Unlikely insult that gives France's political class palpitations
PARIS LETTER:THE WORD is emphatically taboo, a flaming red rag no French minister with a handle on history or even the shakiest political antenna can dare speak, much less endorse.
When it recently fell from the mouth of a senior figure in François Hollande’s cabinet, she received a swift public reproach from the government’s spokeswoman. Members of Nicolas Sarkozy’s administration were banned from using it.
The word that gives France’s political class palpitations? Rigueur. It’s an unlikely slur.
Tell a pupil or an employee their work shows rigueur and they’ll take it as a compliment. For a scientist or a researcher, the term is a badge of professional honour.
But in politics it seems the word is charged with altogether different connotations.
Austerity, its most common English translation, doesn’t quite do it justice.
A policy of rigueur usually means public spending cuts and higher taxes, but it goes further – it evokes coldness, severity, inflexibility – some of the things, in other words, that critics of austerity lay at its door.
Above all, la rigueur evokes 1983. The socialist François Mitterrand was just two years into his first term, having swept to power on a platform that largely rejected neo-liberal orthodoxy.
But with deficits spiralling and financial pressure mounting, his government executed a sharp change of course, infuriating many supporters and leaving a scar that lingers even today.
The “turn towards la rigueur”, as that about-turn was known, is a memory that must haunt Hollande, the first socialist since Mitterrand to occupy the Élysée Palace.
Today’s angst over the r-word is far from academic, not least because language has been central to Hollande’s repositioning of France and its economic policy since he took power in May.
Both Hollande and Sarkozy, during the election campaign, agreed that the national budget should be balanced within five years. But Hollande put a greater emphasis on tax rises than spending cuts, managing skilfully to cast himself as an opponent of austerity even though he made clear that all arms of government, apart from education and the police, would see their budgets cut.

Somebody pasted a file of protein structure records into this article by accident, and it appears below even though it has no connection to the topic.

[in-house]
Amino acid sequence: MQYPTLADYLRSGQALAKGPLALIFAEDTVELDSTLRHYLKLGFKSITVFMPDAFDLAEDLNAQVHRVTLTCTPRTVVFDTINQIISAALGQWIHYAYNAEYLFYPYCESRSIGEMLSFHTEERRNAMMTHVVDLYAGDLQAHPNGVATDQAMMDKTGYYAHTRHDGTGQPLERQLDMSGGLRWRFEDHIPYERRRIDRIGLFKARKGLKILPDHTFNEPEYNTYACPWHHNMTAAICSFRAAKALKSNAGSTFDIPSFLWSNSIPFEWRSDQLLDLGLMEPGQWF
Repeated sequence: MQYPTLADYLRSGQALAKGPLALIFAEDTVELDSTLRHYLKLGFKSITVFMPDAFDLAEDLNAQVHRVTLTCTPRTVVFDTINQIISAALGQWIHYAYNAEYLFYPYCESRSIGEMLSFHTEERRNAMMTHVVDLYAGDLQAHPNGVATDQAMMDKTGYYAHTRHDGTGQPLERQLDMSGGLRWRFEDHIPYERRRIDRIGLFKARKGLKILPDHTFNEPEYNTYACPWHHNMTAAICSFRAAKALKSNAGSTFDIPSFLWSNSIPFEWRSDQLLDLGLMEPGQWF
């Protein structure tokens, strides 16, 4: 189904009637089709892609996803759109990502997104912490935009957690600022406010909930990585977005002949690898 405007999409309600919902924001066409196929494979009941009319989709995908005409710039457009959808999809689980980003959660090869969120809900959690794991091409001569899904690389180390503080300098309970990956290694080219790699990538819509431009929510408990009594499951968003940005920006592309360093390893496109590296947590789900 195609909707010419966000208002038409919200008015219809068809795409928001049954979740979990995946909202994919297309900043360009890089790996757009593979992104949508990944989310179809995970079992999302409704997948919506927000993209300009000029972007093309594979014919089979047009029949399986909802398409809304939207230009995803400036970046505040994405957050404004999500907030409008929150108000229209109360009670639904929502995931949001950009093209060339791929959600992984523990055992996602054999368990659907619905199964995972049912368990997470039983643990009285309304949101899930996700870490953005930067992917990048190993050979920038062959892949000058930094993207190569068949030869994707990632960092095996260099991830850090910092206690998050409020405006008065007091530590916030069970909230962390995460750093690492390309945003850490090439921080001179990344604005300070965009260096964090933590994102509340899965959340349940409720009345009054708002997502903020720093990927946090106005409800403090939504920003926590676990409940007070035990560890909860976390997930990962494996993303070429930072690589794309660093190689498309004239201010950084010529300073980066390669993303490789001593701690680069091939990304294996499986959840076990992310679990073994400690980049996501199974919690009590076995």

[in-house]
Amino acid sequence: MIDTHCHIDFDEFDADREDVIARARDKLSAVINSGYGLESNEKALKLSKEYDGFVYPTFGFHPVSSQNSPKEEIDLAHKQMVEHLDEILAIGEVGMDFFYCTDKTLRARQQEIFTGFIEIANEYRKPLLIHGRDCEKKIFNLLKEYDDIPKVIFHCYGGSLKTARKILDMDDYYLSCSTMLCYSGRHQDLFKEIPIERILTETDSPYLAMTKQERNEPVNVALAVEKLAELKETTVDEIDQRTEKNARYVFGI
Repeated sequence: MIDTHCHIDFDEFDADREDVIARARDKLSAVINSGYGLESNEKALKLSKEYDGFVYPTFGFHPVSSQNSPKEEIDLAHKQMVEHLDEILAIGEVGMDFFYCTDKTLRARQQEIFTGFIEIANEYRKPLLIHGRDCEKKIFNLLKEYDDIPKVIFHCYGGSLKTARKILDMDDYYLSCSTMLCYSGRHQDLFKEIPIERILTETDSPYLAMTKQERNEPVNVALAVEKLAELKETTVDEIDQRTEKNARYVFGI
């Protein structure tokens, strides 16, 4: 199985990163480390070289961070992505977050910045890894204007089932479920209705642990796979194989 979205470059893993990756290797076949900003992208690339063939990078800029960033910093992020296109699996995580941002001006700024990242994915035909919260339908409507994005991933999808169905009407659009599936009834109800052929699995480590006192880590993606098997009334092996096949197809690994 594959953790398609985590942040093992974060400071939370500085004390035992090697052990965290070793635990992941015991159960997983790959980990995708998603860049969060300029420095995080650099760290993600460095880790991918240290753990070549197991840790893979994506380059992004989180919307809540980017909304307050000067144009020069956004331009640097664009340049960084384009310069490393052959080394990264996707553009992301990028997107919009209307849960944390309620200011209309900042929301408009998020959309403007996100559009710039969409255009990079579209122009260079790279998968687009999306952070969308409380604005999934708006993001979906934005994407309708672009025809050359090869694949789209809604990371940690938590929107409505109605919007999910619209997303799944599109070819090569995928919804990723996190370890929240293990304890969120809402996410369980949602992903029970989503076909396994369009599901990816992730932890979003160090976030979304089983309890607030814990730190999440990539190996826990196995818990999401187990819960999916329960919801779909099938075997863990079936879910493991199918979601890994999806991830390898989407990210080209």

By constantly pushing home keywords such as fairness, change and growth, Hollande was able to further cast Sarkozy as a friend of the rich and himself as the champion of the recovery, counting on pro-growth rhetoric to make his belt-tightening plans more palatable to voters.
The self-image was burnished further on the European stage, where Hollande’s more assertive pursuit of a growth strategy and his willingness to disagree with German chancellor Angela Merkel in public helped re-orient the tone of Europe’s crisis response.
The easier part of the domestic bargain is already under way – parliament voted last month to end tax breaks on overtime work and raise wealth tax, abolishing two cornerstones of Sarkozy’s economic policy – but the most galling choices will come when ministers return from holiday next month and preparations for the budget begin. The waters are already being tested, with suggestions from ministers that all but the most vital infrastructure projects could be scrapped. “It’s fair to ask whether we should extend this or that TGV line for marginal time gains,” budget minister Jérôme Cahuzac said.
While the focus on its southern neighbours has taken much of the heat off France this summer, its economy remains all but stagnant. And as growth has slowed – to an estimated 0.3 per cent this year – so has France’s debt-to-GDP ratio, which has risen 30 per cent since the crisis began to 89.2 per cent this year. Unemployment is climbing over 10 per cent.
To meet its deficit targets, the government must find a huge €105 billion between taxes and cuts within five years – “an austerity effort unprecedented in France,” according to Xavier Timbeau of the OFCE, a left-leaning economic think-tank. Not that the government puts it in those terms. Hollande speaks of “putting right”, of “budgetary seriousness”, and calls for “imagination and creativity” in looking for savings. In a speech to parliament last month, the prime minister, Jean-Marc Ayrault, referred 20 times to the “efforts” that would be required of the French people.
The public is less squeamish than the politicians about using the r-word. According to an OpinionWay survey, two-thirds of people believe France is headed for another “turn towards la rigueur”. Hollande must be asking himself whether that should be read as stoic resignation or an augury of a noisy autumn on the streets.